Two weeks ago it was World Book Day – a day filled with laughter and colourful costumes. Four weeks ago it was half-term and I wrote an article for True Education partnerships entitled – 5 Tips for Teachers to avoid Back-to-School Burnout – how redundant that post seems now!
Sometimes, the world shifts so quickly that I feel as if I am on a roller-coaster. Currently, the virtual roller-coaster I’m on is Thorpe Park’s ‘Stealth’. For those of you who haven’t been on it, you start the ride by sitting in your car watching the traffic lights – red, amber, green – GO! The hydraulic-launched roller coaster then propels you from 0-80 miles per hour in less than 2 seconds. It takes you up to Stealth’s peak of 62.5m where for a split-second you experience negative g-force and then…you plummet back down to earth at 80mph – you have a strange sense of free-falling the 62.5m. The ride then stops and you wish, no let me re-phrase that – I wished when it stopped that I hadn’t sworn the whole way round, but had instead enjoyed the view, the speed and the new experiences that I had had.
The last few days have felt like the beginning of the ride. Red (all is fine), amber (schools are closing, but they aren’t at all), green (welcome to the brave new world of teaching). The next few weeks and months hold so many unknowns but there are so many positives and I want to enjoy the view, the speed and the new experiences that I have.
Edtech – I have wanted to embrace technology such as Google Classroom for so long and yet it has never been a priority in my teaching. I am a primary teacher who is used to teaching face-to-face, so whilst I do have a Google Classroom and children are familiar with google docs and so on, I have never used it terribly much within my own classroom. Truth be known, I use it in my computing lessons but it is paper and pen for most other things – sorry Edtech people. This new dawn gives me a chance to learn new skills and hone them. I personally love technology and am excited about learning more about how it can support teaching and learning.
Freedom – The whole time I have been a teacher, I have danced to the tune of the latest government and their new curriculum and educational drives (which have often mirrored the current educational secretary’s own schooling experience). I have equally ensured that I have known the most up-to-date Ofsted framework and what they will expect to see when they descend! This hasn’t allowed for immense amounts of creativity on my part. My mother, who was also a teacher, has often talked about the days when she would do things like take her class for a Spring walk – sketching the buds and discussing how nature was changing. I have never had that freedom – I have always been harnessed by a tight National Curriculum and an Ofsted Framework. The next few weeks/ months give every teacher a freedom from this which I think is incredibly exciting. As teachers, we will absolutely ensure that all children (those in school and those learning remotely) will be given the best learning opportunities (within the current parameters) and we have the freedom to do it the way we see best. I read a tweet today, where one teacher was so excited about immersing her children for two weeks in ‘Malamander’ – how wonderful for her and the children. Let none of us miss this exceptional opportunity because it is different to what we are used to doing.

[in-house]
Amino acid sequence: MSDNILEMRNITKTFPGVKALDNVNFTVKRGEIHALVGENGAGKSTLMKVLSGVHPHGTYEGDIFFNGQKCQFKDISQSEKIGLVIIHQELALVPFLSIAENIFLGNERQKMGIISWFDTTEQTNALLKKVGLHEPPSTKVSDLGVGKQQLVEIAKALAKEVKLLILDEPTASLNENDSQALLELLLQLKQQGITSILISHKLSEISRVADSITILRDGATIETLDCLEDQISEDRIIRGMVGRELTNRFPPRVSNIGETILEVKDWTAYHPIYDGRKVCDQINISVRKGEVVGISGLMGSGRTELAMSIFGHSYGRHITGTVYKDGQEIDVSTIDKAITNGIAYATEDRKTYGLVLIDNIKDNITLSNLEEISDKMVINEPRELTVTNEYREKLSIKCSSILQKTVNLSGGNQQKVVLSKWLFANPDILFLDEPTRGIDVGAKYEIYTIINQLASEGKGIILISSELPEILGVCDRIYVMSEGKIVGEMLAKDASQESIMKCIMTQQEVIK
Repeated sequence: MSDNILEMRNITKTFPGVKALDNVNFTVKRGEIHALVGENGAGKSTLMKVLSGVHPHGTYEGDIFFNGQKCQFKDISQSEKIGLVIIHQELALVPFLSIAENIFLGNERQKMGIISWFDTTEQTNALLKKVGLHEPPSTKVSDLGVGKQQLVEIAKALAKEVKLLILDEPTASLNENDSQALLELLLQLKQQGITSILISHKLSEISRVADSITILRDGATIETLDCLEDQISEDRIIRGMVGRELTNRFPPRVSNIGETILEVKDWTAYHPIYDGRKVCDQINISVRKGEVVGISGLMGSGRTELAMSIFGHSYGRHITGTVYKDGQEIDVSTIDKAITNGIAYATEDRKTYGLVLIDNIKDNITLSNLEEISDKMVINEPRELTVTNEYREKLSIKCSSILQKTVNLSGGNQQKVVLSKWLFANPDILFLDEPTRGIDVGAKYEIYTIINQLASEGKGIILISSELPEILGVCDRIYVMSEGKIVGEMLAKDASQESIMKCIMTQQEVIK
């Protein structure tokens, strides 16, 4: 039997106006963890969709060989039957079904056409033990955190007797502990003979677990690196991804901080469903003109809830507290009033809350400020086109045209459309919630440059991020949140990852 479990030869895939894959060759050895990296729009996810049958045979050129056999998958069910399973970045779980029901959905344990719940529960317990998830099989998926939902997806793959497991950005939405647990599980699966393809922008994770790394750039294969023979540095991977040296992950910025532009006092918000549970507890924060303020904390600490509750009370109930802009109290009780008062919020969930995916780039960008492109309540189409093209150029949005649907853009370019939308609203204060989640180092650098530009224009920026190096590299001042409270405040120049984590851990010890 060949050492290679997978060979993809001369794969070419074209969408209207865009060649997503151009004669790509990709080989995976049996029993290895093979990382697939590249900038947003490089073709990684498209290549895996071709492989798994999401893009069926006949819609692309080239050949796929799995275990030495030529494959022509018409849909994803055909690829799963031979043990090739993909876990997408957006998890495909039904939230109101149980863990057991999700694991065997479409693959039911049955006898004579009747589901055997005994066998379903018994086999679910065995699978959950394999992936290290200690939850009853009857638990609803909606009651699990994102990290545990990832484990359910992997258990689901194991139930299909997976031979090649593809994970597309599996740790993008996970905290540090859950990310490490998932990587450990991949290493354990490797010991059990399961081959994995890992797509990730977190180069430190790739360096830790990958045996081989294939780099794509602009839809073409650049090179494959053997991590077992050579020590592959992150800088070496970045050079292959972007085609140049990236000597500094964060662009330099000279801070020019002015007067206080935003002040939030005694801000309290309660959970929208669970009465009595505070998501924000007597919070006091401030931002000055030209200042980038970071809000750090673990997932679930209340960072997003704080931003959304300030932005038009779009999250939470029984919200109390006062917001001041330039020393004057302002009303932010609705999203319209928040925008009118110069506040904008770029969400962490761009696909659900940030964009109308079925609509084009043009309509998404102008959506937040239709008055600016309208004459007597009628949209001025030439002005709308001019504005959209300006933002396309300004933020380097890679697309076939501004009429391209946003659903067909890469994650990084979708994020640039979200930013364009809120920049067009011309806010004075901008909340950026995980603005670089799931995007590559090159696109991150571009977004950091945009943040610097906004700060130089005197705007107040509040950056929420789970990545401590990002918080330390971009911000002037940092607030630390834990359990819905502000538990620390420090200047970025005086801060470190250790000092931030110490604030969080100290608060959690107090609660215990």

Community – As anyone who has read my blog before will know, I truly believe in the power of #Edutwitter and am passionate about empowering the ‘tiny’ voices – those educationalists who ask a question but are not always heard. I created #TinyVoiceTuesday and #TinyVoiceTuesdayUnites because of this – I wanted to create forums where tiny voices would be heard, responded to and supported and I am proud to say that I have. I genuinely don’t know what I would have done over the last few days without the online teaching community I now have on Twitter. I have got to know so many of them through #TinyVoiceTuesday and #TinyVoiceTuesdayUnites and regularly catch-up with them in person (direct messages) or through threads throughout the week. I know that Twitter is going to be so important to my wellbeing and the changing nature of my teaching in the next few months – I now have a number of my own questions for #TinyVoiceTuesday, so watch this space!
Had the Coronavirus hit the world thirty years ago, we wouldn’t have had: the internet; online communities; Google and other digital technology; the ability to distant-teach; the vast body of teaching and learning research there is. Whilst I am desperately unhappy that we are in the midst of a worldwide pandemic, I truly believe that as educationalists working together and supporting one another we can do this. We have the knowledge, the skills and each other. So as hard as it is, try to enjoy the view, the speed and the new experiences that you have and help others to do so too!